ReMix: Mega Man 9 "Morricone Man"
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- Game: Mega Man 9 (Capcom, 2008, WII)
- ReMixer(s): Mazedude
- Composer(s): Hiroki Isogai, Ippo Yamada, Ryo Kawakami, Yu Shimoda
- Song(s): "Maze of Death (Endless Stage)"
- Posted: 2012-11-07, evaluated by the judges
- Album: Featured on Mega Man 9: Back in Blue
- Terms (BETA): breakbeats electric-guitar folk jazz vibraphone
FOUR MORE YEARS... how about FOUR MORE MIXES??
Regardless of whether you're elated or deflated, I think we're all glad that the U.S. presidential election - more specifically, the campaigning - is now behind us. To celebrate democracy-in-action & the abatement of robocalls, we've got FOUR ReMixes for you, starting off with this Mazedude MM9 joint off Back in Blue:
"This is a case where I was invited into a remix project, being not very familiar with the game... and actually chose which track to do based on the original title. Mazedude remixing 'Maze of Death' just seemed like a good fit. As to the genre, there are several influences here. I really wanted to do some electronic fusion with an Ennio Morricone flavor. Then once I got into it, other influences leaked in... Native American, Tuatara, even some jazz. So yeah, it's a strange one, but fun... and definitely unique. (I do admit that I took some samples directly from Ennio Morricone and Tuatara tracks, so I can't take credit for inventing every sound in here.)"
Given that pretty much EVERY Mazedude mix is unique, when he self-describes an arrangement as such, it's bound to be doubly peculiar. The textures here are layered thick, with a distorted lead and breakbeatish work forming the skeleton for an ethnic-folk-jazz-western jam that defies most sane attempts at categorization, other than "WTF?" This might be Chris's least accessible mix, in stark contrast to his recent W&W arrangement, and deviates pretty wildly from his usual methodology & aesthetic. The emphasis on sampled material and the loopish, mildly turntableized beats are just very different from his other more componentized, tracker-style ReMixes; it's the type of mix that I could see huge fans of his being on the fence on, but it's also yet another example of his ability AND willingness to color way outside the lines. Larry dug it perhaps the most:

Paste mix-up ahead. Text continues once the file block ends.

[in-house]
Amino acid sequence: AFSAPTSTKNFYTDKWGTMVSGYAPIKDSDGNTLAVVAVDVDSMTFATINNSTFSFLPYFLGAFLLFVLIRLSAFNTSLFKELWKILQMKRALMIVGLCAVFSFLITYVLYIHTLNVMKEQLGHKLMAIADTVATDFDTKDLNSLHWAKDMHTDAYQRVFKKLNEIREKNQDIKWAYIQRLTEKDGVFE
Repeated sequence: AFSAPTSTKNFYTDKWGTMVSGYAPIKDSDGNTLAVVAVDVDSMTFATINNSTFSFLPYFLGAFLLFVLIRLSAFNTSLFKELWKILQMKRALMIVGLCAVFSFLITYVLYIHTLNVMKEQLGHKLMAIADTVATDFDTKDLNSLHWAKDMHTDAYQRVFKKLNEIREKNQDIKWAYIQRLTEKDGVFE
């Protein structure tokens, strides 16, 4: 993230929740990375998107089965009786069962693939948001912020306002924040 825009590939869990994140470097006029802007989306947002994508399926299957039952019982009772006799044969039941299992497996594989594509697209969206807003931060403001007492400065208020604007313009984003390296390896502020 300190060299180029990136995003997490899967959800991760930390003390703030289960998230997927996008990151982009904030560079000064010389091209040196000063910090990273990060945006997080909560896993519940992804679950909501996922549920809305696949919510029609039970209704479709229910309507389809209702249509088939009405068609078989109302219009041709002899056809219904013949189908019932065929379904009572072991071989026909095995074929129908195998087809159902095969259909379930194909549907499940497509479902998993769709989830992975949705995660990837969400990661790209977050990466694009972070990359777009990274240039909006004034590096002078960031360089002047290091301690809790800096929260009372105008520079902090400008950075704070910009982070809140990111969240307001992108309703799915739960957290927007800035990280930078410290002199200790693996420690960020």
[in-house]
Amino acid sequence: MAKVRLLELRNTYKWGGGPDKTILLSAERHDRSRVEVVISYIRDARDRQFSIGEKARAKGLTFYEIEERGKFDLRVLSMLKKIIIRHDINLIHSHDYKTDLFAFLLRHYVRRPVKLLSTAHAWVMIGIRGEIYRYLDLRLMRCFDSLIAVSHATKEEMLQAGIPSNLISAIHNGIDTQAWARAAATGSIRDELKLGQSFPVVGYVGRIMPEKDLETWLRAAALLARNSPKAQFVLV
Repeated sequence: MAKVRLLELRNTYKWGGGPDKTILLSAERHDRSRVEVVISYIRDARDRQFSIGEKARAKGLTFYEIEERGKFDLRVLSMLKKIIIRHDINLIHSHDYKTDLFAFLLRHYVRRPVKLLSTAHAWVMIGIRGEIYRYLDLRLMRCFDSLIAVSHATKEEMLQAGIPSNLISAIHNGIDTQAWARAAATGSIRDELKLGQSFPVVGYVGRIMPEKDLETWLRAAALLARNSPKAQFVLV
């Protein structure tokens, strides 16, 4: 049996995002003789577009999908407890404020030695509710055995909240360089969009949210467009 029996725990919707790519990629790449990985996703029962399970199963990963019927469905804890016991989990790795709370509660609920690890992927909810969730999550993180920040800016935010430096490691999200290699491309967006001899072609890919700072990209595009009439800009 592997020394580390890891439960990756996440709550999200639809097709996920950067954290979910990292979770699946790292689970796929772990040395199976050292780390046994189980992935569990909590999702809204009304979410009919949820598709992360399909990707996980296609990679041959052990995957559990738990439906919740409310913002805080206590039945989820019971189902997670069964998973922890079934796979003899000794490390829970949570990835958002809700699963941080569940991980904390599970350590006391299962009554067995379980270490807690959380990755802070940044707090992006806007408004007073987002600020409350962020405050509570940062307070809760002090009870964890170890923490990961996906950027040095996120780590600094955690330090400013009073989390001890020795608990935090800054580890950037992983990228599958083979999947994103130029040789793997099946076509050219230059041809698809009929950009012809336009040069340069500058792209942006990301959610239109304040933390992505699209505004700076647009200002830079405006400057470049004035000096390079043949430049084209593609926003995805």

"Love the arrangement; well up to Chris's high standards and a pontentially risky combination of instruments to boot with the Morricone-inspired instrumentation. Aside from the production issues, this was an easy call."
I think part of the production "issues" was just an attempt to emulate the production of older Morricone soundtracks, but that connection may be lost on some, and the blending of so many additional elements makes that link a bit blurrier. Still, the vibes solo, the twangy low guitar, the grit, dirt, and dystopian "Spaghetti Western meets the Post-Apocalypse" atmosphere all make for an unexpected and interesting stew, and with Chris stirring the pot and picking the ingredients, it's always going to be something worth tasting!
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